On December 16th, two days after the horror of the Sandy Hook shooting, I took a fall while away from home. Some very kind folks picked me up from the pavement, and the good monks at the monastery put me up for the night. I drove back north the following day, jaw set in determination against the pain of what turned out to be a broken arm.
In the following days of forced inactivity, I noticed on Facebook that a friend had broken her collarbone. Another, his ankle. Another, her wrists. Suddenly there seem to be gravity vortices everywhere. A bronchial thing is going around, too, a virulent strain that lasts for weeks. Many of the people I know are sick, coughing, sniffling, wheezing. Others have been felled by a stomach bug. And I read last night that there are already a record number of flu cases reported.
I am not a doctor, and I'm not a scientist and I can't prove what I am about to say. But I have a feeling about all this. I believe that, because of that happened to those children, our collective heart broke, is broken, and with God-given wisdom, our bodies have refused to continue with "business as usual".
Sometimes the show cannot, must not, go on.
Many religious and cultural traditions allow (or even require) the mourner to step away from chronological time for a set period. The Jewish custom of sitting shiva comes to mind, as does the true Irish wake. Both practices – and I know there are countless others – surround the mourners with community, helping hands, and memory keepers.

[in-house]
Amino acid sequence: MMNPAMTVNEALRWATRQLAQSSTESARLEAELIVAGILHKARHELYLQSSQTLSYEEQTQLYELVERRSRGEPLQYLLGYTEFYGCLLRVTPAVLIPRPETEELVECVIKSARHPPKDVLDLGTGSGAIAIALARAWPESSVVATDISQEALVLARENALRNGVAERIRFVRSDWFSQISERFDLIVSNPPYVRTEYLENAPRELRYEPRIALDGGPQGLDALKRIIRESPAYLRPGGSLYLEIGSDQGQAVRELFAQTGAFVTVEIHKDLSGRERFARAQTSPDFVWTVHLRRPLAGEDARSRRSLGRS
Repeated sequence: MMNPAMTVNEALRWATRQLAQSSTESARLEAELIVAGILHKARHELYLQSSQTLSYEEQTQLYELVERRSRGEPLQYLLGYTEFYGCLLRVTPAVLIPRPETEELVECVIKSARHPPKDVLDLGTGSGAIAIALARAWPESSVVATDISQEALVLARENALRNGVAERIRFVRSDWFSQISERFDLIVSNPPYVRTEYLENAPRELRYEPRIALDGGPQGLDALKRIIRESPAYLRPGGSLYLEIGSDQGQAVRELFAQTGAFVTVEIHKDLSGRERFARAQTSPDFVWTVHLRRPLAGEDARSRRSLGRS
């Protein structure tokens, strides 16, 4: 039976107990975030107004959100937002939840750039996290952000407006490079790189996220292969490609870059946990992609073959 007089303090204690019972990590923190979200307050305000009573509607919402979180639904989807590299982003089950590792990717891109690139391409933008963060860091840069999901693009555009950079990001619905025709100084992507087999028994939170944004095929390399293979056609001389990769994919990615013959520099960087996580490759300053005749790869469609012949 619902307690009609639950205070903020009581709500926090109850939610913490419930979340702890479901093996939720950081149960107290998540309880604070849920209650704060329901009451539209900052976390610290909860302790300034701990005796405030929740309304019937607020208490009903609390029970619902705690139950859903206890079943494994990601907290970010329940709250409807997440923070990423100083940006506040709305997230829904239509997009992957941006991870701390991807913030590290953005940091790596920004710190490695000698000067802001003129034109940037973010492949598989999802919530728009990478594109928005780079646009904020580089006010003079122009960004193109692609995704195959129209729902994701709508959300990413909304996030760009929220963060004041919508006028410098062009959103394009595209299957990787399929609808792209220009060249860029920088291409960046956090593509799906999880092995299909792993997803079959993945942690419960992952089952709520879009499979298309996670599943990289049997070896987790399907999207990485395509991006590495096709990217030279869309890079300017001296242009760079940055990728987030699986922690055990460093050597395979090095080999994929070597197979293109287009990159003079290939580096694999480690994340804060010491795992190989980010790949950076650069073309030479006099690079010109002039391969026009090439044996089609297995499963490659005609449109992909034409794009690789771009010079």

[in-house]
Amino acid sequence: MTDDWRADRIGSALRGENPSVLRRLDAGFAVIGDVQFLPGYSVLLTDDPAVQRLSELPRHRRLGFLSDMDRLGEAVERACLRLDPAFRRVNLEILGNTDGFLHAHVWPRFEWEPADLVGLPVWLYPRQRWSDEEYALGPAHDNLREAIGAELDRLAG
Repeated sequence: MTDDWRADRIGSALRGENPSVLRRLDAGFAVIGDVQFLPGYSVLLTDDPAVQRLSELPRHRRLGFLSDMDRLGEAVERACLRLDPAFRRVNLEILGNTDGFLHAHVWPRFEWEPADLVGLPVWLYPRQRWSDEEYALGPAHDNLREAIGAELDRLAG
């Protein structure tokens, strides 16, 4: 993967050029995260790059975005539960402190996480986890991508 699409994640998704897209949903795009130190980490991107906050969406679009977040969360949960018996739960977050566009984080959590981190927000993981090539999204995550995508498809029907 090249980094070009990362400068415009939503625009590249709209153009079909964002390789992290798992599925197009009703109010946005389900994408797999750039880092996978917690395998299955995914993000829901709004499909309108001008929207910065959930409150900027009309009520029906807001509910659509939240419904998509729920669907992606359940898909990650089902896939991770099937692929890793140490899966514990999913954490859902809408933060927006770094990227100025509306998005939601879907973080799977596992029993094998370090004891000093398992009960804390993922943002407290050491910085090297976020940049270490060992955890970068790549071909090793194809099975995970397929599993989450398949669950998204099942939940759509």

I pray that those who lost their loved ones, their precious jewels, the light of their lives, had such rituals and help. I am sure they did, at least in the immediate days and weeks. But the rest of us, gut-punched yet not killed, may not have taken full stock of the personal damage. Loosed from traditions of faith or ethnic origin, as many now are,
we try to go on as if, like Shane, we can handle everything on our
own. I think the lone hero is a particularly American vision and ideal. We feel empathy with and sympathy for the parents, the teachers, the children of those who were killed, without recognizing the magnitude of our own wounding. Falling down or being taken ill can be explained by ice on a step, germs in the air. And yet, I am certain there is more: the contagion of grief, inhaled. The heart so heavy that trying to lift it alone makes you stumble.
There have been several shootings and other large tragedies since then, and small ones beyond counting, as there always are. "Blows upon a bruise", as Evelyn Waugh once wrote. There is nothing we can do to prevent all such events. But we need to consider, thoughtfully, prayerfully (if we are of that mind) what we can do. And to truly accept the notion that no one of us can carry these burdens alone.